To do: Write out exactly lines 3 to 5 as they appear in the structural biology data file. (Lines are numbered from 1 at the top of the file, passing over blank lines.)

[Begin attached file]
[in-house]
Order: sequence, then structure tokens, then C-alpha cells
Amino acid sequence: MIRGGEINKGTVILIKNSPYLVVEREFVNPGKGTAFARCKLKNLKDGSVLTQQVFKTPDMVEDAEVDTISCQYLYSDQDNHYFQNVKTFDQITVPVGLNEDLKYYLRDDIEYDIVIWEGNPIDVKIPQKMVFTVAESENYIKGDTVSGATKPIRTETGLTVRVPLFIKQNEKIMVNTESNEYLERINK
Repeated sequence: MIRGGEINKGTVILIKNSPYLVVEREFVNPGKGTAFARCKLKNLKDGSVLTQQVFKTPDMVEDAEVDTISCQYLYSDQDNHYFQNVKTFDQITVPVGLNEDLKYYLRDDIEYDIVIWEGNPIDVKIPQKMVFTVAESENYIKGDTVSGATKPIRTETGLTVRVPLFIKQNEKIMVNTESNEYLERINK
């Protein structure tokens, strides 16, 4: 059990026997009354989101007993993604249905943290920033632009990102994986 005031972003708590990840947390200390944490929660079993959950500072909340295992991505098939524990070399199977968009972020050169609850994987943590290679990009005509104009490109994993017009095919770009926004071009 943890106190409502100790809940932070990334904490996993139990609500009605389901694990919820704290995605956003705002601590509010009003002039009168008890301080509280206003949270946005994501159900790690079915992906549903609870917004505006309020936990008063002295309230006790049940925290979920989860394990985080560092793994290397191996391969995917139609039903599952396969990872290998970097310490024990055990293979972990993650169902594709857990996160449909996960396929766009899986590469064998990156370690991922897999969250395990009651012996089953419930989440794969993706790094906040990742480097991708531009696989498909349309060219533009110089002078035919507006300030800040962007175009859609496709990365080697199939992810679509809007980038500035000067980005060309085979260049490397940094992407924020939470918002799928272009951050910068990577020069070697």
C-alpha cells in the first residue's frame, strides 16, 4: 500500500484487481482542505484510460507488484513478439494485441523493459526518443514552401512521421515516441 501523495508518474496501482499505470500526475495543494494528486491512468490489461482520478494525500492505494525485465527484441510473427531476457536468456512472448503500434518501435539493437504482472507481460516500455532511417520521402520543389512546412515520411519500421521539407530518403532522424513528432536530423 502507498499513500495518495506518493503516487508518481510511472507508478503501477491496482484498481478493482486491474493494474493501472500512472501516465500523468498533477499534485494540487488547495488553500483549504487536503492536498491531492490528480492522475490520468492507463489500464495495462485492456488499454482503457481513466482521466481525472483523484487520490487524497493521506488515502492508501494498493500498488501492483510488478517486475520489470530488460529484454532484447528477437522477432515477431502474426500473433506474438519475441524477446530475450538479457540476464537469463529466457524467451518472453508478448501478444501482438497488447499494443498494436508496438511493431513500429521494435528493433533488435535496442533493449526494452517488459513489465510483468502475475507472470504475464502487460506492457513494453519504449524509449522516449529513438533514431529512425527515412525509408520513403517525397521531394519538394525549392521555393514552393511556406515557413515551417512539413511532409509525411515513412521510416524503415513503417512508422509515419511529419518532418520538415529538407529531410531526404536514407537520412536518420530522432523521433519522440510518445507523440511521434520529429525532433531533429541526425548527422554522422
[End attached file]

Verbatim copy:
Amino acid sequence: MIRGGEINKGTVILIKNSPYLVVEREFVNPGKGTAFARCKLKNLKDGSVLTQQVFKTPDMVEDAEVDTISCQYLYSDQDNHYFQNVKTFDQITVPVGLNEDLKYYLRDDIEYDIVIWEGNPIDVKIPQKMVFTVAESENYIKGDTVSGATKPIRTETGLTVRVPLFIKQNEKIMVNTESNEYLERINK
Repeated sequence: MIRGGEINKGTVILIKNSPYLVVEREFVNPGKGTAFARCKLKNLKDGSVLTQQVFKTPDMVEDAEVDTISCQYLYSDQDNHYFQNVKTFDQITVPVGLNEDLKYYLRDDIEYDIVIWEGNPIDVKIPQKMVFTVAESENYIKGDTVSGATKPIRTETGLTVRVPLFIKQNEKIMVNTESNEYLERINK
């Protein structure tokens, strides 16, 4: 059990026997009354989101007993993604249905943290920033632009990102994986 005031972003708590990840947390200390944490929660079993959950500072909340295992991505098939524990070399199977968009972020050169609850994987943590290679990009005509104009490109994993017009095919770009926004071009 943890106190409502100790809940932070990334904490996993139990609500009605389901694990919820704290995605956003705002601590509010009003002039009168008890301080509280206003949270946005994501159900790690079915992906549903609870917004505006309020936990008063002295309230006790049940925290979920989860394990985080560092793994290397191996391969995917139609039903599952396969990872290998970097310490024990055990293979972990993650169902594709857990996160449909996960396929766009899986590469064998990156370690991922897999969250395990009651012996089953419930989440794969993706790094906040990742480097991708531009696989498909349309060219533009110089002078035919507006300030800040962007175009859609496709990365080697199939992810679509809007980038500035000067980005060309085979260049490397940094992407924020939470918002799928272009951050910068990577020069070697």